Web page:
Who am I?

Published: June 14, 2013

We live in an era where personal identity is of great importance to us. Perhaps we simply don’t know who we are. We are like victims of amnesia who are lost and always searching for our ‘true’ identity—or perhaps we are looking for an upgrade. We seek meaningful self-definition in our jobs, our relationships, our hobbies, and (sometimes) in Jesus. Whatever the reason, we listen when someone speaks about identity.

There are a number of ways to approach the ‘Who am I’ question. A useful way is to change the question just slightly from:

Who am I? ... to ... Who am I?

In this, we take our cue from King David. After the Lord assured him that his throne would have longevity, David responded with a rhetorical question.

Who am I, O Sovereign LORD, and what is my family, that you have brought me this far? (2 Sam. 7:18)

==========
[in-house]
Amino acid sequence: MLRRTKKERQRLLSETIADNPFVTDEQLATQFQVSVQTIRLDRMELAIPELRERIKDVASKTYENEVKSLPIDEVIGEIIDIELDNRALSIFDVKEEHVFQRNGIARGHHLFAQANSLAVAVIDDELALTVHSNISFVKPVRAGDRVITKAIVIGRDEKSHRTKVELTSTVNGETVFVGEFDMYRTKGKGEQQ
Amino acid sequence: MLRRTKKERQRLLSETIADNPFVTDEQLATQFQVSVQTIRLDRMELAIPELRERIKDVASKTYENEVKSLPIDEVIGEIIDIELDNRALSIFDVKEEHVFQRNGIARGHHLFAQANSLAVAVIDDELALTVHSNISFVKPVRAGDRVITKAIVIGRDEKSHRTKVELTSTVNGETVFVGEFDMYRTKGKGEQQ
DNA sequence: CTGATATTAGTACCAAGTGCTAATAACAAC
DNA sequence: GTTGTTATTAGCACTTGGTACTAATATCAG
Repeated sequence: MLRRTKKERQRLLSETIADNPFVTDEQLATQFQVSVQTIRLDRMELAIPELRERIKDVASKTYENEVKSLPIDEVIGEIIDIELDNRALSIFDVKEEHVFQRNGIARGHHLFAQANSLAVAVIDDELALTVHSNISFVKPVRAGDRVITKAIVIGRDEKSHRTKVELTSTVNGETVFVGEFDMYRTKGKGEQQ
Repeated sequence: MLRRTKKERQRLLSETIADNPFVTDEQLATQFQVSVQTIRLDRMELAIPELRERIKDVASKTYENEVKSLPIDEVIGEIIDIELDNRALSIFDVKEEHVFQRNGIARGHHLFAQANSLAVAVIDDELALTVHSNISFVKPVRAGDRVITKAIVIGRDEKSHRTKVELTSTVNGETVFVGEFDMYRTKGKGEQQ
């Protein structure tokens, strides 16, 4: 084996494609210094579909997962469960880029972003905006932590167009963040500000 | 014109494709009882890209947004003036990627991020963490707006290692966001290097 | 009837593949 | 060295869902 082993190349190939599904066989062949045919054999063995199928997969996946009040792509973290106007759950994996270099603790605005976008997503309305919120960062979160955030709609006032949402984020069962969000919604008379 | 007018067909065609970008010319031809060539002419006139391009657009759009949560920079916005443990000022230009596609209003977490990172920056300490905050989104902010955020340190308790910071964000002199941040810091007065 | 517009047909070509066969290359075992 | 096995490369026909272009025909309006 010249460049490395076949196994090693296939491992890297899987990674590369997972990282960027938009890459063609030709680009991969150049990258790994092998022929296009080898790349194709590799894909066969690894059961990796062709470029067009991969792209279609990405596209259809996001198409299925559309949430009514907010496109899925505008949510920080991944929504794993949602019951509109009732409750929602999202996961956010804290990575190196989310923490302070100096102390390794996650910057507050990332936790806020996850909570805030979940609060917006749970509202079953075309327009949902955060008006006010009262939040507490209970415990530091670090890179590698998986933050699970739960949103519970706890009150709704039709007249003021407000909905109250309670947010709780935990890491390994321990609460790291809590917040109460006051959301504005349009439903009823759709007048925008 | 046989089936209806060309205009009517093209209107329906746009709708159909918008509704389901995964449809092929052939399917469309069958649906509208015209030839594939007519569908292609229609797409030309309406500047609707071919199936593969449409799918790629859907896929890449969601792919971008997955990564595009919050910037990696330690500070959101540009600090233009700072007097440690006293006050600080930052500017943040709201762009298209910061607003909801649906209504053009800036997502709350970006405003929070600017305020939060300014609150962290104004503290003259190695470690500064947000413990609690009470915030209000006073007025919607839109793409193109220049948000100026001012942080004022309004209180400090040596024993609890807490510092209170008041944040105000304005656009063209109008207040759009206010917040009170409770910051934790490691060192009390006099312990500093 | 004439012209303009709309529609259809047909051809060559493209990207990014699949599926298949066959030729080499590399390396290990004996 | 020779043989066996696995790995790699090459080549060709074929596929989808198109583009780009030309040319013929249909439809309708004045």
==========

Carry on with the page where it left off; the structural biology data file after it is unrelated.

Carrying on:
This was not a new question for David. He had asked the same question when Saul offered him his daughter in marriage (1 Sam 18:18, also see Gen 32:10). Apparently, it was a natural response for him.

Ruth lived with this question too. “Why have I found such favor in your eyes that you notice me—a foreigner?” (Ruth 2:10)

You can hear echoes of it in the Apostle Paul. “Who am I that you would take me—a murderer and enemy—and make me a servant? Who am I that you would anoint me and send me to the Gentiles? Who am I that you would love me and allow me to suffer for your Name?” When you read through his epistles, you suspect that Paul could go on like this for hours.

Behind the question is an identity. I was dead in sins, I have received grace and mercy, I have been brought from the trash heap to the King’s table and now I—a person who was far away—have been brought near and he says to me that I am his and he is mine.

Who am I? I am unworthy to have received anything from the Lord let alone received everything from him.

Who am I? I will never even be asked to give commensurate with what I have been given.

How pleasant. An identity forged in simple gratitude. Whatever else we add to our thoughts on biblical identity, this is the foundation for them all.

Who am I, O Sovereign Lord that you have brought me this far?